When choosing how to target, what’s important is to identify as many viable consumers in the simplest possible way.  Sometimes, basic characteristics such as age and sex are sufficient, but often they are not and that’s why attitudes are so important.  They serve as useful proxies for how people will make decisions.

Just remember to leave out the silly talk about jogging squirrel feeders.

–          Greg

4 Responses leave one →
  1. July 19, 2010


    This reminds me of a past discussion on crowdsourcing. I think one of the reasons that has become so popular is the idea that it, by its very nature, fills in the blanks that can’t be quantified in the data – like attitude. The messy stew of opinion, in this model, corrects for attitude and solves that issue.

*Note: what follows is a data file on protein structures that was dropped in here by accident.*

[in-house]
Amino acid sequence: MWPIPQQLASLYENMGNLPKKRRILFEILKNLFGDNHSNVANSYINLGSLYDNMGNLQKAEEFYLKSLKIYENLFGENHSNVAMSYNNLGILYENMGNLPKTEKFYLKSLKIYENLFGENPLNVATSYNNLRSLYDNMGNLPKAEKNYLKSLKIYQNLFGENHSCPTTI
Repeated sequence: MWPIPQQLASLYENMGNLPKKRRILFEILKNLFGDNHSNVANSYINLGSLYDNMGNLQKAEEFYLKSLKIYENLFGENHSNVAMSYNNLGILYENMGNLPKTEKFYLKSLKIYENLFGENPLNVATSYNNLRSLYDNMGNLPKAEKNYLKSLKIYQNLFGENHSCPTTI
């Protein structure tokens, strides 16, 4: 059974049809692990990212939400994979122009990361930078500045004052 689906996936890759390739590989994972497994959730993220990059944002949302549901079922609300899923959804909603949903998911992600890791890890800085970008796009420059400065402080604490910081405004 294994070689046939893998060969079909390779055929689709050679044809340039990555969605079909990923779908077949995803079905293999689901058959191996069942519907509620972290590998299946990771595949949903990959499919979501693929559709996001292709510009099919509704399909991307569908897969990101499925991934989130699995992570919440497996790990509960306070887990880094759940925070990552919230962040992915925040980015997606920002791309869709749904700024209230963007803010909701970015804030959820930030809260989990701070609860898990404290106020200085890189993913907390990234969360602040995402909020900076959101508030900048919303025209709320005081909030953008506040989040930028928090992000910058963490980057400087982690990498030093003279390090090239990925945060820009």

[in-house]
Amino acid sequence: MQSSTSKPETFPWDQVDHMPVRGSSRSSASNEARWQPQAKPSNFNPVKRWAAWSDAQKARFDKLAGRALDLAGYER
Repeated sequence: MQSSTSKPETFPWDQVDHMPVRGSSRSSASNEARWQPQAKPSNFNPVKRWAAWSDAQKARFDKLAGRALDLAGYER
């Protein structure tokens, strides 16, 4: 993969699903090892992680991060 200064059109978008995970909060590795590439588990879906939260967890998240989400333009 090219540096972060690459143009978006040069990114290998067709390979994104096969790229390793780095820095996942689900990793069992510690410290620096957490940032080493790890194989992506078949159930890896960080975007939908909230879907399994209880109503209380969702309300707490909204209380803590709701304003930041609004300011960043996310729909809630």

This is not true, of course. But it’s a seductive premise. And an influenced crowd can favor the cache of “jogging in the park” as easily as a marketing exec. This leads to a faulty decision base and bewildered post mortem campaign analysis.

    Thanks, Greg. Thought provoking, as always.

    – John

  2. July 19, 2010


    I think that’s right. For me, the key thing to remember is that you want to make the target group as clear and actionable as possible. If using attitudinal questions helps you do that (and it often does) it can be a powerful tool. However, attitudes (or anything else for that matter) should never be used to muddy the waters.

    – Greg

  3. Andi S. permalink
    February 20, 2011

    Keep watch of your attitude in everything.. be sure not to
    create damage to others..
    great post!!

  4. February 20, 2011

    Thx Andi!